My understanding is that “half a dozen” companies will be quizzed next week into their tax deals with HM Revenue and Customs.
Sir Andrew Park, a former judge, has been approached (but not quite appointed) to investigate the agreements that might have benefited companies including Vodafone and Goldman Sachs.
The news comes ahead of a report next Tuesday by the Public Accounts Committee of MPs which will raise serious concerns about the so-called “sweetheart deals”.
Margaret Hodge, chair of the PAC, said she couldn’t comment on the report yet but said:
“We have serious, serious concerns about this whole issue because there is a lot of taxpayers’ money at stake.”
Dave Hartnett, the most senior tax official, earlier this year admitted mistakes in negotiating the deal with Goldmans which removed an estimated £5-8m from its tax bill. He has also faced questions over a controversial £1.25bn settlement with Vodafone.
Mr Hartnett, 60, last week announced his retirement next summer.
The NAO said earlier this year that HMRC’s “high risk corporate programme” launched in 2006 – under which £9bn of settlements had been agreed – had reduced the backlog of cases and contributed to reduced tax avoidance.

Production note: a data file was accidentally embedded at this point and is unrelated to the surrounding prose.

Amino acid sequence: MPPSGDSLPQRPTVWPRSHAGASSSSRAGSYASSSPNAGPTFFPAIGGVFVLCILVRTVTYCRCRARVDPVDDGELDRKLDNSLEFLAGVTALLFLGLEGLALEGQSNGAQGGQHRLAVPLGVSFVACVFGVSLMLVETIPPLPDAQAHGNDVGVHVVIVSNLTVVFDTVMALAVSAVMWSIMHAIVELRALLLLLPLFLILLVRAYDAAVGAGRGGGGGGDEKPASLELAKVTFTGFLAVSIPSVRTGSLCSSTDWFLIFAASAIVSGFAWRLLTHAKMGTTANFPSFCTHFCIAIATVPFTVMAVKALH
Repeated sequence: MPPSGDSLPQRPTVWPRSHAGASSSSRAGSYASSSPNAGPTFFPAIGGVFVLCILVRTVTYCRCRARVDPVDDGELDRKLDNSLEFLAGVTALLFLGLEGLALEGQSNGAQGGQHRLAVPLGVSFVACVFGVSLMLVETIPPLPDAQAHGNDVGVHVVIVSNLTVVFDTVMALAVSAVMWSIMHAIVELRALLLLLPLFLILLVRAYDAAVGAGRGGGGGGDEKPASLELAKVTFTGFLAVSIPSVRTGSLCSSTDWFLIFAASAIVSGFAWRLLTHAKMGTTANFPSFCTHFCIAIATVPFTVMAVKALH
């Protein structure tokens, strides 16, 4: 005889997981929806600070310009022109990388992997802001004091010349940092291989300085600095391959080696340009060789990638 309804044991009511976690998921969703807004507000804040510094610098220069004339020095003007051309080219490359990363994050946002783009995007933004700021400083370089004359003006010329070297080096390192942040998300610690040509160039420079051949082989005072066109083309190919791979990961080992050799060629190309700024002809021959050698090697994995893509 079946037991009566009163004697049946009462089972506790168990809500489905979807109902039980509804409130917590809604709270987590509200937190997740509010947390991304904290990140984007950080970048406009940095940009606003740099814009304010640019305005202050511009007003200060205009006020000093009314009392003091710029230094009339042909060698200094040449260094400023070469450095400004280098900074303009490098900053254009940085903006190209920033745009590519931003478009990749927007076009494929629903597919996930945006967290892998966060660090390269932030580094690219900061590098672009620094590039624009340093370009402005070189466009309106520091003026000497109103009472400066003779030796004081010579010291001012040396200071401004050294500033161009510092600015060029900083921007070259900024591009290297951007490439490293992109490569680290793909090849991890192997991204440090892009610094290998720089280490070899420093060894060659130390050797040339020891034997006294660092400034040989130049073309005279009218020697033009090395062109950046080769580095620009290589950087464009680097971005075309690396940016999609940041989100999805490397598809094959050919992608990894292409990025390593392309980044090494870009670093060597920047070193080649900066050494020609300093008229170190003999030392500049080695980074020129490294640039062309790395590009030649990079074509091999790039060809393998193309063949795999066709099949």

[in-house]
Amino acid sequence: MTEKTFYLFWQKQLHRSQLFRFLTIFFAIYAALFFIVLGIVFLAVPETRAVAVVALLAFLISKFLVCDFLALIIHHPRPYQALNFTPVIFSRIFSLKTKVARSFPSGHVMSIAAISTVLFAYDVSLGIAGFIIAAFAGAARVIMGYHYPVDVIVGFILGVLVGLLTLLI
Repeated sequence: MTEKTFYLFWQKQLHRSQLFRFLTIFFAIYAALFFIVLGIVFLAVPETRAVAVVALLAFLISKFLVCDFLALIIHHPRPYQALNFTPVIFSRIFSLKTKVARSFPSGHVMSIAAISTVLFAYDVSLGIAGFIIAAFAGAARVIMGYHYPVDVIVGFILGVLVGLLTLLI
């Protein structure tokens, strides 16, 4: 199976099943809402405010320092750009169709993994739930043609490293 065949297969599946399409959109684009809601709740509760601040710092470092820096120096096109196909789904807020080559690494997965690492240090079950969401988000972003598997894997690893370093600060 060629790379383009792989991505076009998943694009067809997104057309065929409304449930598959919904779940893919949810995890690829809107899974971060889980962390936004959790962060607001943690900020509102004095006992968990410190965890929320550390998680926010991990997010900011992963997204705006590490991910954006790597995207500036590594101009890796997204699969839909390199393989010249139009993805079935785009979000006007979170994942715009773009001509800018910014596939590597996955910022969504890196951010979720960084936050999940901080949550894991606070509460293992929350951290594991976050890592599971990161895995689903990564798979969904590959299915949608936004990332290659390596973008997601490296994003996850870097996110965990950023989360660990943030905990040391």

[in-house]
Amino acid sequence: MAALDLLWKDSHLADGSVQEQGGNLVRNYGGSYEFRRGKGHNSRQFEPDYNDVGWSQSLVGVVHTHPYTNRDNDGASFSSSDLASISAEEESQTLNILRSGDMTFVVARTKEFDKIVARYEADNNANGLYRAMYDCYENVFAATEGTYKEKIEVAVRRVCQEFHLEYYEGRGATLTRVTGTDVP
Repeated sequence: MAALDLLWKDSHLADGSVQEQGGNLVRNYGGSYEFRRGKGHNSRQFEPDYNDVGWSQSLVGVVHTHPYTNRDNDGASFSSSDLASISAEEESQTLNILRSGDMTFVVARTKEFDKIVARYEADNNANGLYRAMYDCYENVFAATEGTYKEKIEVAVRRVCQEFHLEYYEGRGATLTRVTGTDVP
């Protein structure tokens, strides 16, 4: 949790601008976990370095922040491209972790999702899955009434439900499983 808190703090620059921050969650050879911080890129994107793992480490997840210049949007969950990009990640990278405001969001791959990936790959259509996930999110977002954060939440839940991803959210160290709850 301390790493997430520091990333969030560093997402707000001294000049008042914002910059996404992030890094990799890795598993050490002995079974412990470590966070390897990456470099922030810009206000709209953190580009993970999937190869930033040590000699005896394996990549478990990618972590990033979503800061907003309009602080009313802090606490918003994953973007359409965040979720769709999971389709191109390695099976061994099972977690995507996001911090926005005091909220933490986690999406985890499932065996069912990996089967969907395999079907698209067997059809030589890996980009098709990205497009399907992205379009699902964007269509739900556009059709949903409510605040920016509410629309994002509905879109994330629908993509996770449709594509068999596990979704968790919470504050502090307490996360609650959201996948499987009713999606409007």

But the NAO will next week begin a new examination of several specific cases approved by tax officials.
Sir Andrew is a retired High Court judge who has presided over numerous major tax cases including hearings on the impact of Europe on the British tax system.
The names of all six companies being investigated are not yet in the public domain. I’ve just been reading evidence presented to the PAC this month which suggests that 435 companies have struck deals of over £10m in the last three years. (They are 36 deals of over £100m; 54 deals of £50-100m; and 345 deals of £10m-£50m.)
The PAC report has been leaked to the Times this morning and apparently will call for root-and-branch reform of how the HMRC negotiates such compromises.
The issue of whether the Revenue should waive interest payments will also be raised.
It is not within the PAC’s remit to call for officials to suspend disciplinary action against Osita Mba, the whistleblower behind many of the disclosures. But Ms Hodge did tell me:
“We have been saying that I think the evidence given by the whistleblower has been hugely important in uncovering vital issues and we would want to ensure that he was properly treated and that his rights under the whistleblowing legislation are properly protected.”